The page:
19 June 2017

Narrative Preaching

Yesterday morning I tweeted this, reflecting on the style of sermon I was offering:
This was somewhat confusing to some, so I'll clarify its meaning. And share the experience of trying out a new format for sermons: Narrative preaching. Yesterday was the first Sunday of a new sermon series on Genesis. I am a Lectionary preacher, so I am following the outline of the texts listed there, for the most part. The Sunday before last, June 11, was Trinity Sunday. Genesis 1:1-2:4 was the assigned Old Testament reading for the day, but Pastor Leon preferred to preach from the Matthew and 2 Corinthians texts. The next Sunday, June 18, the Lectionary jumped to Genesis 18:1-15. Cain and Abel, Noah and the Flood... skipped. And several vital interactions with Abraham, specifically Chapters 12-17, were skipped. So we jumped from Creation to Sarah laughing from her tent in one week. Okay.

After June 18, the sermon series based on Lectionary texts goes to:

  • Abraham and Sarah sending Hagar and Ishmael away (who are these people? Their origins aren't included.) Genesis 21
  • The choosing of Isaac's bride (who is Isaac? Not included.) Genesis 24
  • The birth of Isaac and Rebekah's twin sons Genesis 25
  • Jacob's dream of a ladder between earth and heaven Genesis 28
  • Break from the Lectionary to address sexual violence in Genesis 34 & 38
  • Introduction of the Joseph cycle Genesis 37
  • End of the Joseph cycle Genesis 45
The Lectionary texts this summer do not introduce Abraham, one of the key characters of the Old Testament; instead it relays one story and moves on to his sons, grandsons, and great grandsons. I can't deal with that. In a conventional sermon on Genesis 18 I would have to introduce Abraham and Sarah and the Promise which made both of them laugh. The Promise of an heir to Abraham is one of the central tenets of Judaism, Islam, and Christianity. Skipping those stories, as the Lectionary does, robs Genesis of one of its underlying pillars-- the covenant between God and Abraham and Sarah. Then moving on to an adult Isaac's marriage to Rebekah skips the horrendous tale of Genesis 22, the completion of all the talk of the Promise in the previous ten chapters of Genesis. No, No, No.

For sermon planning, I was stuck in a difficult place: many church goers know the Abraham story. But many do not. Or they know only the highlights: Abraham followed God, Sarah went with them, they had a baby when they were both in their 90s, Abraham believed in God, God is faithful to God's promises. It's all good stuff, but it misses so much. Thankfully last week I pulled off the bookshelf a book I hadn't read in a while: Preaching Old Testament, by my former preaching professor and colleague in ministry Dr John Holbert. Here's one of the advantages of narrative preaching Holbert shares:

All ears prick up when the advent of a story is announced. Just say, 'Once upon a time,' and watch your hearers' anticipation play across their faces and surface in their eager movement toward you. If the first aim of preaching is to be heard, then a narrative, almost inevitably, will gain a hearing. If a second aim of preaching is to involve the hearers, then a narrative wins high marks on this score as well.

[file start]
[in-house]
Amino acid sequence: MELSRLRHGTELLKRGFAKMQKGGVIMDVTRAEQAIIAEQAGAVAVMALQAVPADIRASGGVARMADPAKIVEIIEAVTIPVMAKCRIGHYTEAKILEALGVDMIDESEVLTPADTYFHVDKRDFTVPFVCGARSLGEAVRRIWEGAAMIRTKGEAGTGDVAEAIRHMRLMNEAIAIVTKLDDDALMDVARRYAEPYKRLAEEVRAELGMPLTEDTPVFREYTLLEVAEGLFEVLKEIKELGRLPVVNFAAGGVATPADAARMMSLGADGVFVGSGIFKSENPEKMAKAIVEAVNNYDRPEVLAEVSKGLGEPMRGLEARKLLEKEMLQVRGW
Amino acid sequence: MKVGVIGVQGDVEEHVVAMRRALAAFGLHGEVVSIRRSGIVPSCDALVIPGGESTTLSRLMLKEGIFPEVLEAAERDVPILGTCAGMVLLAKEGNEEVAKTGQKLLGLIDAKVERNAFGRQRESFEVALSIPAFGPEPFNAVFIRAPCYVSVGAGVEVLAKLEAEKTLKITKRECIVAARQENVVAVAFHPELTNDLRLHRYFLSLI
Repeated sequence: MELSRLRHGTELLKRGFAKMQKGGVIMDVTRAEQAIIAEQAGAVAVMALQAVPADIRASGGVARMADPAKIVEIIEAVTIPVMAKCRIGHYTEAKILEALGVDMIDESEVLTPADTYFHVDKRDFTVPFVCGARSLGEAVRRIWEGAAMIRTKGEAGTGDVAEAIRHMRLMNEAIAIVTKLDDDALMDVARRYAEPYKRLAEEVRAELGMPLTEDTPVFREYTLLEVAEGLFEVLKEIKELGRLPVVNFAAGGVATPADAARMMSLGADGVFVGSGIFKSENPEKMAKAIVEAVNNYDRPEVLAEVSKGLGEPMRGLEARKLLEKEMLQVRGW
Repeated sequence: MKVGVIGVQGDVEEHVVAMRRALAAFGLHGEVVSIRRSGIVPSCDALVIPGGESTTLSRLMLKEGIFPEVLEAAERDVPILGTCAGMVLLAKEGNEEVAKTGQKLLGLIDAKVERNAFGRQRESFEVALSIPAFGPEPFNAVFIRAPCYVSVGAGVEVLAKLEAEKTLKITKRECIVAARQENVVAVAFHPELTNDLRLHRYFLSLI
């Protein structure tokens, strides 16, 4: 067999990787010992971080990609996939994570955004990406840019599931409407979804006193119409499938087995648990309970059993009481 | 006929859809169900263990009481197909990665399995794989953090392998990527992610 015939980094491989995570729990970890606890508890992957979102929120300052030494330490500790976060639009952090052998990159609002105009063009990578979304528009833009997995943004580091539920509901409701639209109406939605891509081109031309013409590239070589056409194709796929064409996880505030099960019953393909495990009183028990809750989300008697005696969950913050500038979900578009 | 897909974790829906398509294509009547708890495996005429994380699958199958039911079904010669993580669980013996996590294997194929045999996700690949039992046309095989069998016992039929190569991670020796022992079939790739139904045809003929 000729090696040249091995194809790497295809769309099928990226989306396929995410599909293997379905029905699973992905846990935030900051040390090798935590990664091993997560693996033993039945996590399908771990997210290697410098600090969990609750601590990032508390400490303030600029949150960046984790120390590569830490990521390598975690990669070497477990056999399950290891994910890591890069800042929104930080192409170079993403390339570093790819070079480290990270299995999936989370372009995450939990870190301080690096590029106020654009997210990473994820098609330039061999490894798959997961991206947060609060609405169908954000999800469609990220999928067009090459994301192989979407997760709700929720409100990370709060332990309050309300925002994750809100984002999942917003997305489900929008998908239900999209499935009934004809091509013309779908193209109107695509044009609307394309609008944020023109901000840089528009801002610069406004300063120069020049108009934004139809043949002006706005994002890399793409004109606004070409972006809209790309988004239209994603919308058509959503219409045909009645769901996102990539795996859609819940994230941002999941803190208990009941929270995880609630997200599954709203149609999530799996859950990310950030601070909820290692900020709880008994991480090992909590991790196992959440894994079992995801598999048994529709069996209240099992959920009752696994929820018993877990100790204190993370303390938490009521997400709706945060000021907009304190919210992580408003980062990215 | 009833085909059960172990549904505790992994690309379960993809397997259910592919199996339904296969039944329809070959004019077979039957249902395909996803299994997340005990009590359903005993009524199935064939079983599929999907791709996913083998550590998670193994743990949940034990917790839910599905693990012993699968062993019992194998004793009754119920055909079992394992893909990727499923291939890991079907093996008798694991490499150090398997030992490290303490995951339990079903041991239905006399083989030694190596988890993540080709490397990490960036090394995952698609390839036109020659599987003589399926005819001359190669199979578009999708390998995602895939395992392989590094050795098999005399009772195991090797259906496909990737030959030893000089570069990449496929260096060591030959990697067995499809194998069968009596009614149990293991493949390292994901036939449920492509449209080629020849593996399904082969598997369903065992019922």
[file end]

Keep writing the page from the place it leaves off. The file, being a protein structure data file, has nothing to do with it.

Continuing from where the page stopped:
Based on my own observations of the congregation during the sermon, plus the feedback following worship, I absolutely agree with John. People were engaged and listening, including many who normally become distracted during a traditional exposition/teaching sermon. Here are some of the comments I heard from people after worship:
"I loved that story."
"What a great way to share the whole story."
"I loved the narration approach."
"I really enjoyed that today."

Holbert even offered a sample narrative sermon on the sacrifice of Isaac story (Genesis 22) in Chapter 4 of his book. He used a metaphor of laughter throughout his sermon. In mine, I used a metaphor of a "well-worn leather suitcase," since Sarah and Abraham were life-long travelers. I brought my father-in-law's old leather suitcase, which I pulled out at the beginning of the sermon:

As I planned the sermon, I felt it was important to give a full context to Genesis 18. I briefly told the stories from:
  • Genesis 12: Abram's original calling to follow God and his plan to trick Pharaoh into believing Sarai was his sister
  • Genesis 15: The original covenant between Abram and God
  • Genesis 16: Sarai's plan for Abram to have a child with Hagar
  • Genesis 17: Circumcision and Abraham's laughter at the renewed Promise (God changed their names in this text)
  • Genesis 18: The assigned text of the day; Abraham and Sarah welcome guests, plus Sarah laughs at the Promise renewed
  • Genesis 21: They name their son Isaac, which means "laughter"
  • Genesis 22: Abraham nearly offers Isaac as a sacrifice
I began and ended the sermon with some exposition, so it was not 100% narrative; there was one takeaway for the congregation. I don't know how often I will use narrative preaching, but it is perfect for books like Genesis, Exodus, the Gospels, Acts, which are almost entirely narratives. I know those stories well, and I was comfortable preaching in this way. Honestly, it was the best sleep on a Saturday night before preaching in a long, long time. 

So preachers: give it a shot! It's fun. Buy John's book: $18 on Amazon. Layfolk: encourage your preachers to try a new method. Summer is a fun time to take a risk in worship. Take a listen to the sermon and let me know what you think:

03 June 2017

Wonder Woman